Political Games Spawn City Apathy

July 16, 1991

State Sen. George W. Della's decision yesterday to drop out of the City Council president's race was no big surprise to those who thought the South Baltimore politician was playing games by becoming a last-minute candidate July 5. But to thousands of Democratic voters in Baltimore City, his pullout is a major disappointment. With Mary Pat Clarke, the incumbent, now facing only token primary opposition, her record and behavior as the city's No. 2 official will not get the kind of full probing it deserves.

Selfish and irresponsible behavior from elected officials like Mr. Della explains why voters are so cynical about politicians and why they have become so apathetic about the election process. It is ironic that we are witnessing this kind of demoralization here even as millions in the Soviet Union and Eastern Europe are striving for democratic reforms and pluralistic politics, holding countries like the United States as models.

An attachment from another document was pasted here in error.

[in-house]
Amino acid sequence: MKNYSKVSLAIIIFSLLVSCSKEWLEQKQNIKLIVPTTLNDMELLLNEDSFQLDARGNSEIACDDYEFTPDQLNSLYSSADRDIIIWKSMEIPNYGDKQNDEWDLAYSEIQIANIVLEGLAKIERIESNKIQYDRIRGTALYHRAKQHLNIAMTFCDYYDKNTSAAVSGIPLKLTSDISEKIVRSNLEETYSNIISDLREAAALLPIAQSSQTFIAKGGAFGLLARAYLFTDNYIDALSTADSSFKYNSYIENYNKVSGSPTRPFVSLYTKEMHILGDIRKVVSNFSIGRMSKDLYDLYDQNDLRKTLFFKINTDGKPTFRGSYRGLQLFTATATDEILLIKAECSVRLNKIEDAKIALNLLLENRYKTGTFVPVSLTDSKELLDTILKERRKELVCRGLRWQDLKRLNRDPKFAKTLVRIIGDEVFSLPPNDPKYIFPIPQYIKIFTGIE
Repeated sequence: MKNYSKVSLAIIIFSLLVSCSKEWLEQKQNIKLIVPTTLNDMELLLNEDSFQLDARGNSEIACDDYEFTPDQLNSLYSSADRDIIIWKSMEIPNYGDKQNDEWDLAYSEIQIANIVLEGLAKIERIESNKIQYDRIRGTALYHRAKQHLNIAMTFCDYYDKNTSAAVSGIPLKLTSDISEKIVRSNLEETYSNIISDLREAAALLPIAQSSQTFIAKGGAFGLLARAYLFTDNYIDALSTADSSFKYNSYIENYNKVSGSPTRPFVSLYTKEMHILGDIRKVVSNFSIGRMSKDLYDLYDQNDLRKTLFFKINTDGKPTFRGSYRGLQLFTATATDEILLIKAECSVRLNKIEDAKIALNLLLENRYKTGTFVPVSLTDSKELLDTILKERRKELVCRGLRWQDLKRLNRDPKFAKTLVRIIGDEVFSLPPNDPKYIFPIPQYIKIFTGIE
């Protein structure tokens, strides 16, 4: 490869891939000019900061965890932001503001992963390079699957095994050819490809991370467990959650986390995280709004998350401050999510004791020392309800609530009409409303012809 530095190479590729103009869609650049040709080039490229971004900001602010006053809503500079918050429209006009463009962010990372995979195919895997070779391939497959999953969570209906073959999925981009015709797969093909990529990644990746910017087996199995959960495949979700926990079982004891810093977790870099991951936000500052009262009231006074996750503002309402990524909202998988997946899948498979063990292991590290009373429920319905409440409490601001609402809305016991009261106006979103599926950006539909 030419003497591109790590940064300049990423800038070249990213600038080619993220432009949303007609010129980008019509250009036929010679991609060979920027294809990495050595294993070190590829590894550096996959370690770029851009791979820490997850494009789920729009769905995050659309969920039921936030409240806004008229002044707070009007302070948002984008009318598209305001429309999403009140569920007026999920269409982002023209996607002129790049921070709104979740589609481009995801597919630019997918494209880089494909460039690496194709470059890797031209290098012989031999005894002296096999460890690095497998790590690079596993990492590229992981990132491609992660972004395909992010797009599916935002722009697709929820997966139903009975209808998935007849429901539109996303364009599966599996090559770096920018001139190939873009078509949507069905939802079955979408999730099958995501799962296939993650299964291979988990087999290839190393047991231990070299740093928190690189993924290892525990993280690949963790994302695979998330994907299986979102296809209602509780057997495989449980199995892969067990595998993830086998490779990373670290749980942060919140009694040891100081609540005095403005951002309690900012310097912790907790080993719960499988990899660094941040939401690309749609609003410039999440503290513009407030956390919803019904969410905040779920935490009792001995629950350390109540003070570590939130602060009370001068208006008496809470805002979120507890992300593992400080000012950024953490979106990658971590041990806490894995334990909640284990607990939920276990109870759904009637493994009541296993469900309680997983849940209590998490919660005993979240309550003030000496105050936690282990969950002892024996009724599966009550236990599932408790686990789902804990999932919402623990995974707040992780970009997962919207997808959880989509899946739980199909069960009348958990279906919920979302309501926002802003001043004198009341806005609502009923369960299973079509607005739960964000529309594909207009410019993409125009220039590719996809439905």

In Baltimore, 386,627 citizens had registered to vote in June, 1987, three months before the last citywide election. This year 68,023 fewer had registered in June. Much of the decline is attributed to a purge last year in which 57,837 voters were removed from the rolls for having failed to go to the polls in five years.

With 276,295 registered Democrats, Baltimore is an overwhelmingly one-party city, a fact that means the Democratic Party's primary winners are virtually assured of election in the November voting. Only 29,967 citizens had registered as Republicans as of last month, 12,087 independents, 99 Libertarians, 7 Alliance members, 4 adherents of the American Party and one each of Socialists and U.S. Labor Party. A total of 143 registered voters indicated their preference as "other."

We urge all Baltimore City residents who have not registered to do so by the Aug. 12 deadline. We urge all organizations that can do so to launch voter registration drives. Voting is a civic privilege and duty that should be exercised by all. In many of this year's contested city primary elections, every vote counts.

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